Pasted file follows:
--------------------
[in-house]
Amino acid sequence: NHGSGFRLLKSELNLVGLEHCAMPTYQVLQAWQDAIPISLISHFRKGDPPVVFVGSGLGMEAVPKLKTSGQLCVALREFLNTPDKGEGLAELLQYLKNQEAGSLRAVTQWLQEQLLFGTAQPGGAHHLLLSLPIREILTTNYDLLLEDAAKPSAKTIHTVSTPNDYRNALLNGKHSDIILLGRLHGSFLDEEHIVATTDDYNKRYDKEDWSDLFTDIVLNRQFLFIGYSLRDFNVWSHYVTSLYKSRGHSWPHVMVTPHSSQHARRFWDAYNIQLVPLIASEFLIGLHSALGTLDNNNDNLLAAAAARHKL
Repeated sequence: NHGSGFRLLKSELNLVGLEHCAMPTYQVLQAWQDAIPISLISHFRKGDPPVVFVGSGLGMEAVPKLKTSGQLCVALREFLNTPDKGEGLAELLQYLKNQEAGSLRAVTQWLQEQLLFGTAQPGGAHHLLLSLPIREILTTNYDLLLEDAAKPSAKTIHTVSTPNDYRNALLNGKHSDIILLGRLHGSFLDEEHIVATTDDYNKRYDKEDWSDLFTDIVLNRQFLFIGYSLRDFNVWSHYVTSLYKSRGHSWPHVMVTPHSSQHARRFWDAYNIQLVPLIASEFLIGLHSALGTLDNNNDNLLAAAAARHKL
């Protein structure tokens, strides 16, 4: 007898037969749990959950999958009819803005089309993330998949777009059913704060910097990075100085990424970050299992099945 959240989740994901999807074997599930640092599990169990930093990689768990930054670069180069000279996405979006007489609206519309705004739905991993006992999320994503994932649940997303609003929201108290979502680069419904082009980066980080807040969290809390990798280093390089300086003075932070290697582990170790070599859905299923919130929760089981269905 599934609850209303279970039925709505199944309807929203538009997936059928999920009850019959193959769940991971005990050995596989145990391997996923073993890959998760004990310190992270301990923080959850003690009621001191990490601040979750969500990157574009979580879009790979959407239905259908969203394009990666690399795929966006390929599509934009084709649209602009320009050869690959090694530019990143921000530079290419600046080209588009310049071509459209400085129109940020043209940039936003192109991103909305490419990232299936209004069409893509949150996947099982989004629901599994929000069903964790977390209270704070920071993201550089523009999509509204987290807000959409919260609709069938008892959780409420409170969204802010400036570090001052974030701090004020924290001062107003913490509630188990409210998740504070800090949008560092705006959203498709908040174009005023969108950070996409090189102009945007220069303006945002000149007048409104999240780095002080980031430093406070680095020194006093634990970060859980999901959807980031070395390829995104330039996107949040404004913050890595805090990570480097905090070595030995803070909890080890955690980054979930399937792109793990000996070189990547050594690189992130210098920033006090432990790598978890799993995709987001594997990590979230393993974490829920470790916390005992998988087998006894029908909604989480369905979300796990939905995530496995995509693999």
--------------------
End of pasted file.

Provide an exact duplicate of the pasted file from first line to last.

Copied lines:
[in-house]
Amino acid sequence: NHGSGFRLLKSELNLVGLEHCAMPTYQVLQAWQDAIPISLISHFRKGDPPVVFVGSGLGMEAVPKLKTSGQLCVALREFLNTPDKGEGLAELLQYLKNQEAGSLRAVTQWLQEQLLFGTAQPGGAHHLLLSLPIREILTTNYDLLLEDAAKPSAKTIHTVSTPNDYRNALLNGKHSDIILLGRLHGSFLDEEHIVATTDDYNKRYDKEDWSDLFTDIVLNRQFLFIGYSLRDFNVWSHYVTSLYKSRGHSWPHVMVTPHSSQHARRFWDAYNIQLVPLIASEFLIGLHSALGTLDNNNDNLLAAAAARHKL
Repeated sequence: NHGSGFRLLKSELNLVGLEHCAMPTYQVLQAWQDAIPISLISHFRKGDPPVVFVGSGLGMEAVPKLKTSGQLCVALREFLNTPDKGEGLAELLQYLKNQEAGSLRAVTQWLQEQLLFGTAQPGGAHHLLLSLPIREILTTNYDLLLEDAAKPSAKTIHTVSTPNDYRNALLNGKHSDIILLGRLHGSFLDEEHIVATTDDYNKRYDKEDWSDLFTDIVLNRQFLFIGYSLRDFNVWSHYVTSLYKSRGHSWPHVMVTPHSSQHARRFWDAYNIQLVPLIASEFLIGLHSALGTLDNNNDNLLAAAAARHKL
């Protein structure tokens, strides 16, 4: 007898037969749990959950999958009819803005089309993330998949777009059913704060910097990075100085990424970050299992099945 959240989740994901999807074997599930640092599990169990930093990689768990930054670069180069000279996405979006007489609206519309705004739905991993006992999320994503994932649940997303609003929201108290979502680069419904082009980066980080807040969290809390990798280093390089300086003075932070290697582990170790070599859905299923919130929760089981269905 599934609850209303279970039925709505199944309807929203538009997936059928999920009850019959193959769940991971005990050995596989145990391997996923073993890959998760004990310190992270301990923080959850003690009621001191990490601040979750969500990157574009979580879009790979959407239905259908969203394009990666690399795929966006390929599509934009084709649209602009320009050869690959090694530019990143921000530079290419600046080209588009310049071509459209400085129109940020043209940039936003192109991103909305490419990232299936209004069409893509949150996947099982989004629901599994929000069903964790977390209270704070920071993201550089523009999509509204987290807000959409919260609709069938008892959780409420409170969204802010400036570090001052974030701090004020924290001062107003913490509630188990409210998740504070800090949008560092705006959203498709908040174009005023969108950070996409090189102009945007220069303006945002000149007048409104999240780095002080980031430093406070680095020194006093634990970060859980999901959807980031070395390829995104330039996107949040404004913050890595805090990570480097905090070595030995803070909890080890955690980054979930399937792109793990000996070189990547050594690189992130210098920033006090432990790598978890799993995709987001594997990590979230393993974490829920470790916390005992998988087998006894029908909604989480369905979300796990939905995530496995995509693999």